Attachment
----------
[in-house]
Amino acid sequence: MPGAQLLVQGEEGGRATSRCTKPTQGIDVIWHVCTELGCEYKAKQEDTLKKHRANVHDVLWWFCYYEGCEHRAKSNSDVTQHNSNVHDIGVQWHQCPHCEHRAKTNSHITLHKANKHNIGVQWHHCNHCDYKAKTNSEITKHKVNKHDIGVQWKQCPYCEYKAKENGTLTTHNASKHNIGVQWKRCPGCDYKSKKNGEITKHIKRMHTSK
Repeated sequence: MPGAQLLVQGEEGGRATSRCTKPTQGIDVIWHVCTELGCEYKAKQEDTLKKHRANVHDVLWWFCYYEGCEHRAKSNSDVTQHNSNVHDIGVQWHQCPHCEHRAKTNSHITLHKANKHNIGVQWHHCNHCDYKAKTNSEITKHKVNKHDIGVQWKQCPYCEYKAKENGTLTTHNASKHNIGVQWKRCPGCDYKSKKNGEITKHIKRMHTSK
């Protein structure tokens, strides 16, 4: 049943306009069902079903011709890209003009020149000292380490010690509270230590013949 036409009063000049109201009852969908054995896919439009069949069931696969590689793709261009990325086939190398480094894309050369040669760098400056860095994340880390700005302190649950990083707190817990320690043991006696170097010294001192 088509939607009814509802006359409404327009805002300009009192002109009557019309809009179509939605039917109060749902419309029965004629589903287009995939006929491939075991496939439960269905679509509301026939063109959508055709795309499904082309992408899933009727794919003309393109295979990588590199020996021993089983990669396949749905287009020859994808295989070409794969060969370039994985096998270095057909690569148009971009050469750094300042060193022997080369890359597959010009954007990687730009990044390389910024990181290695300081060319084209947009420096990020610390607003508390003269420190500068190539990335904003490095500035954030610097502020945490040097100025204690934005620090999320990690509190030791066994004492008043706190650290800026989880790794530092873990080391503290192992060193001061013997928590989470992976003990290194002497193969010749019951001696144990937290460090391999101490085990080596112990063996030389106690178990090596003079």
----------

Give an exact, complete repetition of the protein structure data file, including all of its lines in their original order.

[in-house]
Amino acid sequence: MPGAQLLVQGEEGGRATSRCTKPTQGIDVIWHVCTELGCEYKAKQEDTLKKHRANVHDVLWWFCYYEGCEHRAKSNSDVTQHNSNVHDIGVQWHQCPHCEHRAKTNSHITLHKANKHNIGVQWHHCNHCDYKAKTNSEITKHKVNKHDIGVQWKQCPYCEYKAKENGTLTTHNASKHNIGVQWKRCPGCDYKSKKNGEITKHIKRMHTSK
Repeated sequence: MPGAQLLVQGEEGGRATSRCTKPTQGIDVIWHVCTELGCEYKAKQEDTLKKHRANVHDVLWWFCYYEGCEHRAKSNSDVTQHNSNVHDIGVQWHQCPHCEHRAKTNSHITLHKANKHNIGVQWHHCNHCDYKAKTNSEITKHKVNKHDIGVQWKQCPYCEYKAKENGTLTTHNASKHNIGVQWKRCPGCDYKSKKNGEITKHIKRMHTSK
């Protein structure tokens, strides 16, 4: 049943306009069902079903011709890209003009020149000292380490010690509270230590013949 036409009063000049109201009852969908054995896919439009069949069931696969590689793709261009990325086939190398480094894309050369040669760098400056860095994340880390700005302190649950990083707190817990320690043991006696170097010294001192 088509939607009814509802006359409404327009805002300009009192002109009557019309809009179509939605039917109060749902419309029965004629589903287009995939006929491939075991496939439960269905679509509301026939063109959508055709795309499904082309992408899933009727794919003309393109295979990588590199020996021993089983990669396949749905287009020859994808295989070409794969060969370039994985096998270095057909690569148009971009050469750094300042060193022997080369890359597959010009954007990687730009990044390389910024990181290695300081060319084209947009420096990020610390607003508390003269420190500068190539990335904003490095500035954030610097502020945490040097100025204690934005620090999320990690509190030791066994004492008043706190650290800026989880790794530092873990080391503290192992060193001061013997928590989470992976003990290194002497193969010749019951001696144990937290460090391999101490085990080596112990063996030389106690178990090596003079």